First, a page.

“You cannot overestimate the unimportance of practically everything.” – John Maxwell
Think about that for a second... How much of your time today will be spent on things that will have absolutely no impact on your future or on eternity? Paying bills. Cleaning up a spill. Watching Hulu. The list goes on.
The sobering reality is that time is a currency we only get to spend once. We can never get it back, or earn more. It's just gone.
In light of an eternal perspective and the brevity of life, Paul reminds us to "Make the most of your time, because the days are evil". He precedes the thought by telling us to "give careful thought" to our lives, and follows the thought by admonishing us to "know what the Lord's will is".
Pause, and think about that - more importantly, think about what you would NOT do. The house can go to ______ (you can fill in the blank) , I'm spending time with my kids, right?!
Since our lives are the sum total of our habits, shaping them is the easiest way for us to ensure we are spending our lives meaningfully and on purpose.
Here's the reality though,
We don't break bad habits, we replace them.
In other words it's easier to take back your time by starting new habits than trying to "break" old ones.
I shared a couple of these habits I've started in my last Habit post here.
Here's a few more:
Exercising @ Home
I really enjoy running, I always have. It has been challenging for me over the last year to make this a consistent habit, and see the results I wanted. The problem was two-fold:
- I was significantly overweight so until I started shedding pounds, I could only work my way up to about 3 miles give our take. The problem is I couldn't start shedding pounds quickly until I started doing longer runs. So I found myself in a catch-22.
- With our season in life, it's just not easy to leave the house, and it took so long to put running clothes on (5 minutes) + stretch (5 minutes) + answer Abi's 7 questions about what I'm doing (2 minutes) + run (35 minutes) + stretch (5 minutes) + shower (15 minutes) = 72 minutes!!!
I switched to doing free Fitness Blender workouts on youtube and it's changed everything. Did I have to turn in my man-card when I started doing aerobics? Sure, but it was worth it...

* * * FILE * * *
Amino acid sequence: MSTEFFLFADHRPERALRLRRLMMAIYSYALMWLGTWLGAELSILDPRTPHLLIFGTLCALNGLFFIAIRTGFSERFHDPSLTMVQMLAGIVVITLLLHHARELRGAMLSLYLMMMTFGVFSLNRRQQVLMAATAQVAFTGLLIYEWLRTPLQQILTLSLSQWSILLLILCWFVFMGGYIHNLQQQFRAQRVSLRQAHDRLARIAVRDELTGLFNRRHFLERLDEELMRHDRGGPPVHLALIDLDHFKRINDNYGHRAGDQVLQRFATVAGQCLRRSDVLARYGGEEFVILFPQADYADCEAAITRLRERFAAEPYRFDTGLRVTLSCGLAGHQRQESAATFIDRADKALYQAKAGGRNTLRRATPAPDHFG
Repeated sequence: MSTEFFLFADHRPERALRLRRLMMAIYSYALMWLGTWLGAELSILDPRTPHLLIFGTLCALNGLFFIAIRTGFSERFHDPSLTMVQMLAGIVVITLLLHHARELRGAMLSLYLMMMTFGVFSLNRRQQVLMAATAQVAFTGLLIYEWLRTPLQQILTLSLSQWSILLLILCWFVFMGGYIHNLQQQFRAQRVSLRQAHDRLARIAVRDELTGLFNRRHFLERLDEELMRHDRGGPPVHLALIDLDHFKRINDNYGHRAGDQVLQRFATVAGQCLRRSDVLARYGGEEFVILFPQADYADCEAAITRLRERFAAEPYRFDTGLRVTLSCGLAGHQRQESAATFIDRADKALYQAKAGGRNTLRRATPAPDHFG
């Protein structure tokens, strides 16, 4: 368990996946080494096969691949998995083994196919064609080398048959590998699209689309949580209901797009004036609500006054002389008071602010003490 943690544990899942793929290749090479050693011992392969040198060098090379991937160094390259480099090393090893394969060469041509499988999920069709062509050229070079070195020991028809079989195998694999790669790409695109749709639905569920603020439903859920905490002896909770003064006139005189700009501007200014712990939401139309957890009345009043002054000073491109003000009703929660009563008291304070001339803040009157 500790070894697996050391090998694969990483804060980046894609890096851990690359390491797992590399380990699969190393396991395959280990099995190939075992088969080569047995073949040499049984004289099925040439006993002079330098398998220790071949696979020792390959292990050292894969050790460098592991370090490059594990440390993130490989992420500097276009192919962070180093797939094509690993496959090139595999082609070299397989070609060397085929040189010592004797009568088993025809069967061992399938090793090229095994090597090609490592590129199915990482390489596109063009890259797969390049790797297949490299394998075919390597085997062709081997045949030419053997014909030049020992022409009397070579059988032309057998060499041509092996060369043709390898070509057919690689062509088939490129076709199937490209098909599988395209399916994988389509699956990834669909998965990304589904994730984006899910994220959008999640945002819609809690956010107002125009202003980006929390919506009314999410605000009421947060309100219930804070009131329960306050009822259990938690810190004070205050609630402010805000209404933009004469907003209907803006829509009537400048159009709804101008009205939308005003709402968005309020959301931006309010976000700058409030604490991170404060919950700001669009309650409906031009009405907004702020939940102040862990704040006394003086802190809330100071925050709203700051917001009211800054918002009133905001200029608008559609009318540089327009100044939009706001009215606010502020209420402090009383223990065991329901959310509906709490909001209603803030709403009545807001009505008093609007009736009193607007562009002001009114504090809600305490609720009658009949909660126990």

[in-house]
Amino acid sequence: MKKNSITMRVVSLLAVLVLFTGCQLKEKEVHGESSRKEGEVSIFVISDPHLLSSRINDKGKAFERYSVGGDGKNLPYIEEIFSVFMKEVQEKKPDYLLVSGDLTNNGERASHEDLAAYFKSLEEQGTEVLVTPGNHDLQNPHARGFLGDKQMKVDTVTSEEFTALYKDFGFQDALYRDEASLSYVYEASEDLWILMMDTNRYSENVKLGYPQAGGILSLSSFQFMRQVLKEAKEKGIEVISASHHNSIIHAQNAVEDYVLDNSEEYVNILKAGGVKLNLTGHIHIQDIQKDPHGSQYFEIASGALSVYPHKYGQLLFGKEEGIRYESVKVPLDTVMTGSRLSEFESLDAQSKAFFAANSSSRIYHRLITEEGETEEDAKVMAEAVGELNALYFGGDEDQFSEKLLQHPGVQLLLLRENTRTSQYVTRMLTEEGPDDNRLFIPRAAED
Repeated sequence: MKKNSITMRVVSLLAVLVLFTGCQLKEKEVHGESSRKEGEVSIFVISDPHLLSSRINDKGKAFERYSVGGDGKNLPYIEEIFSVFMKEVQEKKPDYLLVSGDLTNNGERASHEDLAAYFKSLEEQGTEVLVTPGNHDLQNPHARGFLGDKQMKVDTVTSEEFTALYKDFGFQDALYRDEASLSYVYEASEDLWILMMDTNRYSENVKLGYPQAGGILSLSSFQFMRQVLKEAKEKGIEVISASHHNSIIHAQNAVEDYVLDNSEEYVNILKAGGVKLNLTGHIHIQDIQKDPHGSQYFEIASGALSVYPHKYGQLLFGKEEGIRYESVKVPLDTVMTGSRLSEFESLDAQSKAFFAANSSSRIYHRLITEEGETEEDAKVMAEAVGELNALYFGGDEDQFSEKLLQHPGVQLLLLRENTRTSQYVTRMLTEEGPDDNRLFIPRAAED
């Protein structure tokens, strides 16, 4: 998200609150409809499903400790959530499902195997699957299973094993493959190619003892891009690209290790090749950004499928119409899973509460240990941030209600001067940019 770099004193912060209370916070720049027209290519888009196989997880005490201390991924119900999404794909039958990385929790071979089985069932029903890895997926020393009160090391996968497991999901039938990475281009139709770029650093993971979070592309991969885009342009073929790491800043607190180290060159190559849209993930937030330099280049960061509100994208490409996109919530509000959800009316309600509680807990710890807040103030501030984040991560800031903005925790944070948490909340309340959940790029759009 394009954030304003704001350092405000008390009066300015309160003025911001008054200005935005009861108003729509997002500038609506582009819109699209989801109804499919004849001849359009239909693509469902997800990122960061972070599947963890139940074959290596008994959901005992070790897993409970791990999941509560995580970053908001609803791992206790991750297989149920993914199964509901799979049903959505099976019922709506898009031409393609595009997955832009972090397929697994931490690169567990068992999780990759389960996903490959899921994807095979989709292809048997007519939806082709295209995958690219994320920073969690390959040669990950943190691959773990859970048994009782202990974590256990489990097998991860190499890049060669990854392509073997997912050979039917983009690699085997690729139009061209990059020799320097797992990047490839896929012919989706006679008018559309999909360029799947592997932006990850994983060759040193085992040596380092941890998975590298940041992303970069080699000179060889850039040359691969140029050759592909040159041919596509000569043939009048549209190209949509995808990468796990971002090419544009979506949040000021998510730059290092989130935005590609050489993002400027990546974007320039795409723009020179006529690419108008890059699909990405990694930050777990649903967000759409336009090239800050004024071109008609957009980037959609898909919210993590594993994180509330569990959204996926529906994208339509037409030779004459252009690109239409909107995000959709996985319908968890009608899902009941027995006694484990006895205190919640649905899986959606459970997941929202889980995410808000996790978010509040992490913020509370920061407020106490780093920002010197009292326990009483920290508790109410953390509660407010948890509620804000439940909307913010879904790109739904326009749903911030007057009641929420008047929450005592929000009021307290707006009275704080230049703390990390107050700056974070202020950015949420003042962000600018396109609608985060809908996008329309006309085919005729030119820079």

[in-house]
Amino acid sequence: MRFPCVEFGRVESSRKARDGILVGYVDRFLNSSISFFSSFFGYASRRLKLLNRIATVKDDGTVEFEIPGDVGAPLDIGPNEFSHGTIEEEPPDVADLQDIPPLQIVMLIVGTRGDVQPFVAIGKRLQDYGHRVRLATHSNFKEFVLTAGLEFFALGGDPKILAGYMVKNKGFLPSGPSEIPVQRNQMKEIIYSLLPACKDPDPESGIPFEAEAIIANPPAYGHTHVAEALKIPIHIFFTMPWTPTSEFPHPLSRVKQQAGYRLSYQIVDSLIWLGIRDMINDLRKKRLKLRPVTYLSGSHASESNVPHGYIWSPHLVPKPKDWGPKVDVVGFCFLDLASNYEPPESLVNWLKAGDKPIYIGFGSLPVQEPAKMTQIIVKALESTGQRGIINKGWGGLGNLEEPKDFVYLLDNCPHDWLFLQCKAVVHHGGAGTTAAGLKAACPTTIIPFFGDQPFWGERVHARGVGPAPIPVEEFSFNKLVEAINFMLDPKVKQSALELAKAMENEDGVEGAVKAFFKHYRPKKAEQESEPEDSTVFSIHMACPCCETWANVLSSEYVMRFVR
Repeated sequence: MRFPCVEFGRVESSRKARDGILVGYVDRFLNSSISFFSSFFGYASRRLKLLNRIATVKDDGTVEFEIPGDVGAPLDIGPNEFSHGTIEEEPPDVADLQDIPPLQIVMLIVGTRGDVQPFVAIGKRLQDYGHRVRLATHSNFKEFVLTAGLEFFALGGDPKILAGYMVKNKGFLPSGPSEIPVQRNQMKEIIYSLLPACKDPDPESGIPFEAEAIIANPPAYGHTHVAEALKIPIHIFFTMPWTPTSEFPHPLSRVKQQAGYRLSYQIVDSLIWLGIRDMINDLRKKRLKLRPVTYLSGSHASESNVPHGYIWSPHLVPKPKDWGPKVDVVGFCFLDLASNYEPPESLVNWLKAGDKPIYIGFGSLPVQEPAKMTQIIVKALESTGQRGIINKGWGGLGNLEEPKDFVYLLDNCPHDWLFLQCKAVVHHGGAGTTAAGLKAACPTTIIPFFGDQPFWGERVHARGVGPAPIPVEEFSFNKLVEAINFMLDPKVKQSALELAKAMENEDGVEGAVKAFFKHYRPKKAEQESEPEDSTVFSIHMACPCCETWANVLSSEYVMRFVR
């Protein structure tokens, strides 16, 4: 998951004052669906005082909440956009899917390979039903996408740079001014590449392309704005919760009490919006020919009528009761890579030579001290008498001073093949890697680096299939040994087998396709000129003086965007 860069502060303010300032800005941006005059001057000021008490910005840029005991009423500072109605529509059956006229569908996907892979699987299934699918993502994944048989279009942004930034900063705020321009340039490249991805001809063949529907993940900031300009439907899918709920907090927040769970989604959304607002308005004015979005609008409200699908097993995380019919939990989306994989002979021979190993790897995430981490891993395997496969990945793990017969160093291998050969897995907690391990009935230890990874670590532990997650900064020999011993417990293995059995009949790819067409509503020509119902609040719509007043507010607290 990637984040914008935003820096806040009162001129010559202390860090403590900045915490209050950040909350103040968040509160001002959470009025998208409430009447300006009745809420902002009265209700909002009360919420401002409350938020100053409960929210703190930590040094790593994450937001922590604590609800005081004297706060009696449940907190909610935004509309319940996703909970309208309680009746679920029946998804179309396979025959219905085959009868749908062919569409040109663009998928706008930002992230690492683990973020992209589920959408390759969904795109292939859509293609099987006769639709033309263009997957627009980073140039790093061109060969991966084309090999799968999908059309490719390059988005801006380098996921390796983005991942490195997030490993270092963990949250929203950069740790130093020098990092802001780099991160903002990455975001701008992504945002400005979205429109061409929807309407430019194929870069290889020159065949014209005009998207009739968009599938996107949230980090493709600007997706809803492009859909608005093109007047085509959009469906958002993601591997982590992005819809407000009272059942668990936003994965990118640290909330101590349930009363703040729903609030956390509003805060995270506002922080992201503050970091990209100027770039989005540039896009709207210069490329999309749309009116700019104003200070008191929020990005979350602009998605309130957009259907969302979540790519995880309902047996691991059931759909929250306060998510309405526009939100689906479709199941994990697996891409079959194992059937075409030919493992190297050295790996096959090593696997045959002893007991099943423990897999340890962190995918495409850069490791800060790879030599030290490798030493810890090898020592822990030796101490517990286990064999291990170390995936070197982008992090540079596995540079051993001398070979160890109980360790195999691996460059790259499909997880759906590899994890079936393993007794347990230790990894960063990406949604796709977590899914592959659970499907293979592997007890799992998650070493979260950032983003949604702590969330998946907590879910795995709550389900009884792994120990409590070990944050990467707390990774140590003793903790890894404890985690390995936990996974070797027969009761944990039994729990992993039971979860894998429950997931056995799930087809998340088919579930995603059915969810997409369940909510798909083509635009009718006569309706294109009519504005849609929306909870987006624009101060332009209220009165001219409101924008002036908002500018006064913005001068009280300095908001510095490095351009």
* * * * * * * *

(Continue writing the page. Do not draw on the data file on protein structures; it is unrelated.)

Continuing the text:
On my best weeks running I'd work out 2 times. My first week working out at home, I worked out 6 times. Plus, the huge win is, since it's not pounding the same muscle groups over and over like running does, I'm able to do cardio for over an hour!
The other win is it affords no disruption to our family so I can spend more time holding this one:
One of the toughest transitions from single and married life to life with kids for me has been the reduced time/energy to read and study. I talked in my last post in this series about how I've switched to an audio bible on my rides to and from work.
We've also purchased an Audible subscription where we get 2 free titles a month. Shout out to Bae for making us splurge on this.
"It's fine," she said, "we'll just take it out of the kids college fund."
Do I retain as much as if I was reading vs. listening? Absolutely not! But I'm retaining a whole lot more than if I wasn't reading at all. My favorite part of this habit has been this: I can redeem lost time since I can listen and learn while doing something else. For instance, mowing the lawn is something I have to spend an hour of my life on that will mean nothing for people, nothing for eternity, and nothing for my family. But now I can take back that time with learning.
Pursuing my passions
There's never a great time to pursue your dreams, but at some point you just have to start.
For me that's writing. I wrote a book several years ago that I want to edit and publish, and I've wanted to begin blogging on a larger scale for some time now.
Here's how I've made this a daily habit:
One of the most effective ways to start great habits is tie them to an existing one. Whenever you bite your nails, meditate on a scripture! For me there's nothing in my life more sacred or consistent than my morning routine. Coffee. Jesus. Study. Dreaming. Anyway I worked in a 15 minute slot to work on my writing. I do anything from submitting articles, working on my website, content-editing my book, writing for my block, research etc. Its different every time and I put a hard stop at only 15 minutes - but its consistent.
How about you? What habits can you start today that will allow you to take back your time?